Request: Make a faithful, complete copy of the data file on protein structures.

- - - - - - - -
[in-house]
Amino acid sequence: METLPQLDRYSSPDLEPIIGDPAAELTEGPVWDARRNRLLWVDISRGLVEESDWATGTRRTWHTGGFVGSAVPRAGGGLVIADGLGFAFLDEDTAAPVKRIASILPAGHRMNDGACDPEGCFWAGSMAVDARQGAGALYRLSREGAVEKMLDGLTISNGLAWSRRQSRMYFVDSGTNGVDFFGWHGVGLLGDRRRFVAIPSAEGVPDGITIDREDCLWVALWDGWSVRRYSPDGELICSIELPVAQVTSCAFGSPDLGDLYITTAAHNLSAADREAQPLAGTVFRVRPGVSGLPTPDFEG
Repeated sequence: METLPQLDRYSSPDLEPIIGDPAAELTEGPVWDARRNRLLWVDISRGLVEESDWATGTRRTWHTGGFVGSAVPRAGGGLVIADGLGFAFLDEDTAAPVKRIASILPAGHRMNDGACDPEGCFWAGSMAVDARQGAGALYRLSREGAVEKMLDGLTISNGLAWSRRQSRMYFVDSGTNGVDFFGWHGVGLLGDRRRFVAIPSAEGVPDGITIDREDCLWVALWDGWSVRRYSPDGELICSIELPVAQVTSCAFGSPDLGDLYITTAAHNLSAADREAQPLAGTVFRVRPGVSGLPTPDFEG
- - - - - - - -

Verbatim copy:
[in-house]
Amino acid sequence: METLPQLDRYSSPDLEPIIGDPAAELTEGPVWDARRNRLLWVDISRGLVEESDWATGTRRTWHTGGFVGSAVPRAGGGLVIADGLGFAFLDEDTAAPVKRIASILPAGHRMNDGACDPEGCFWAGSMAVDARQGAGALYRLSREGAVEKMLDGLTISNGLAWSRRQSRMYFVDSGTNGVDFFGWHGVGLLGDRRRFVAIPSAEGVPDGITIDREDCLWVALWDGWSVRRYSPDGELICSIELPVAQVTSCAFGSPDLGDLYITTAAHNLSAADREAQPLAGTVFRVRPGVSGLPTPDFEG
Repeated sequence: METLPQLDRYSSPDLEPIIGDPAAELTEGPVWDARRNRLLWVDISRGLVEESDWATGTRRTWHTGGFVGSAVPRAGGGLVIADGLGFAFLDEDTAAPVKRIASILPAGHRMNDGACDPEGCFWAGSMAVDARQGAGALYRLSREGAVEKMLDGLTISNGLAWSRRQSRMYFVDSGTNGVDFFGWHGVGLLGDRRRFVAIPSAEGVPDGITIDREDCLWVALWDGWSVRRYSPDGELICSIELPVAQVTSCAFGSPDLGDLYITTAAHNLSAADREAQPLAGTVFRVRPGVSGLPTPDFEG